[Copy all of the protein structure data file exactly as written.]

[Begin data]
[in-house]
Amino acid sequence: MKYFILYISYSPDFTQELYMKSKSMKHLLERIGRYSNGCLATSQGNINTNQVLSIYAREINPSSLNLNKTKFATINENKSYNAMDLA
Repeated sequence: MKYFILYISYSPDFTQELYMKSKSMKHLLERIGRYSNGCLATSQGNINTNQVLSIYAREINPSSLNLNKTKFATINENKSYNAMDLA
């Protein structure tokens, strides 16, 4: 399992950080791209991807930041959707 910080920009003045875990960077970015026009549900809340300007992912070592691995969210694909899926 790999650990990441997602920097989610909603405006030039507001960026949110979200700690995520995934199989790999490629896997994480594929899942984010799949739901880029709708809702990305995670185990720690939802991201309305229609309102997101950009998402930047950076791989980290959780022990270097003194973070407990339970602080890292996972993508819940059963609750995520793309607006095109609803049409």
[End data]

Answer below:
[in-house]
Amino acid sequence: MKYFILYISYSPDFTQELYMKSKSMKHLLERIGRYSNGCLATSQGNINTNQVLSIYAREINPSSLNLNKTKFATINENKSYNAMDLA
Repeated sequence: MKYFILYISYSPDFTQELYMKSKSMKHLLERIGRYSNGCLATSQGNINTNQVLSIYAREINPSSLNLNKTKFATINENKSYNAMDLA
């Protein structure tokens, strides 16, 4: 399992950080791209991807930041959707 910080920009003045875990960077970015026009549900809340300007992912070592691995969210694909899926 790999650990990441997602920097989610909603405006030039507001960026949110979200700690995520995934199989790999490629896997994480594929899942984010799949739901880029709708809702990305995670185990720690939802991201309305229609309102997101950009998402930047950076791989980290959780022990270097003194973070407990339970602080890292996972993508819940059963609750995520793309607006095109609803049409």